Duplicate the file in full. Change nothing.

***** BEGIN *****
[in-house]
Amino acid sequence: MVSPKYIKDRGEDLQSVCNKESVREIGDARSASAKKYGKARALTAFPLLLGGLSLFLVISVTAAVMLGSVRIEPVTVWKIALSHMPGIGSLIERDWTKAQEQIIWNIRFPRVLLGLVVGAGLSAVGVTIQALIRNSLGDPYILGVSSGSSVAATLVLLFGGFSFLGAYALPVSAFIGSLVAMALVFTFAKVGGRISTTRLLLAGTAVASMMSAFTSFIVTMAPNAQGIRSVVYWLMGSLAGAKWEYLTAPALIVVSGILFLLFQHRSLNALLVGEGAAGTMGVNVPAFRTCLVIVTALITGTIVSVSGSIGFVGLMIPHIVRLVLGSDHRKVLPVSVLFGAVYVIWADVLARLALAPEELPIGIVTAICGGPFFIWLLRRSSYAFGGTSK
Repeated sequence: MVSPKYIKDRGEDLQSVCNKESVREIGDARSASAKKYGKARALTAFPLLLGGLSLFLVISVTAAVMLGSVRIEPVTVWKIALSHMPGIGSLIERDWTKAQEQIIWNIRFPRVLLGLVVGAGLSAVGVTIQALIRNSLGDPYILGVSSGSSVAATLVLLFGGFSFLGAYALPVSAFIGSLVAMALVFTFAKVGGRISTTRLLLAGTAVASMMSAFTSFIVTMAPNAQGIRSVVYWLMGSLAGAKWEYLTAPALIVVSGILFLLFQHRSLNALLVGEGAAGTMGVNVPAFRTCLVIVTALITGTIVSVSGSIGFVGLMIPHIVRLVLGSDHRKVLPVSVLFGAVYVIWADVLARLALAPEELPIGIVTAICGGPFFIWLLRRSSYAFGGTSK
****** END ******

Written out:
[in-house]
Amino acid sequence: MVSPKYIKDRGEDLQSVCNKESVREIGDARSASAKKYGKARALTAFPLLLGGLSLFLVISVTAAVMLGSVRIEPVTVWKIALSHMPGIGSLIERDWTKAQEQIIWNIRFPRVLLGLVVGAGLSAVGVTIQALIRNSLGDPYILGVSSGSSVAATLVLLFGGFSFLGAYALPVSAFIGSLVAMALVFTFAKVGGRISTTRLLLAGTAVASMMSAFTSFIVTMAPNAQGIRSVVYWLMGSLAGAKWEYLTAPALIVVSGILFLLFQHRSLNALLVGEGAAGTMGVNVPAFRTCLVIVTALITGTIVSVSGSIGFVGLMIPHIVRLVLGSDHRKVLPVSVLFGAVYVIWADVLARLALAPEELPIGIVTAICGGPFFIWLLRRSSYAFGGTSK
Repeated sequence: MVSPKYIKDRGEDLQSVCNKESVREIGDARSASAKKYGKARALTAFPLLLGGLSLFLVISVTAAVMLGSVRIEPVTVWKIALSHMPGIGSLIERDWTKAQEQIIWNIRFPRVLLGLVVGAGLSAVGVTIQALIRNSLGDPYILGVSSGSSVAATLVLLFGGFSFLGAYALPVSAFIGSLVAMALVFTFAKVGGRISTTRLLLAGTAVASMMSAFTSFIVTMAPNAQGIRSVVYWLMGSLAGAKWEYLTAPALIVVSGILFLLFQHRSLNALLVGEGAAGTMGVNVPAFRTCLVIVTALITGTIVSVSGSIGFVGLMIPHIVRLVLGSDHRKVLPVSVLFGAVYVIWADVLARLALAPEELPIGIVTAICGGPFFIWLLRRSSYAFGGTSK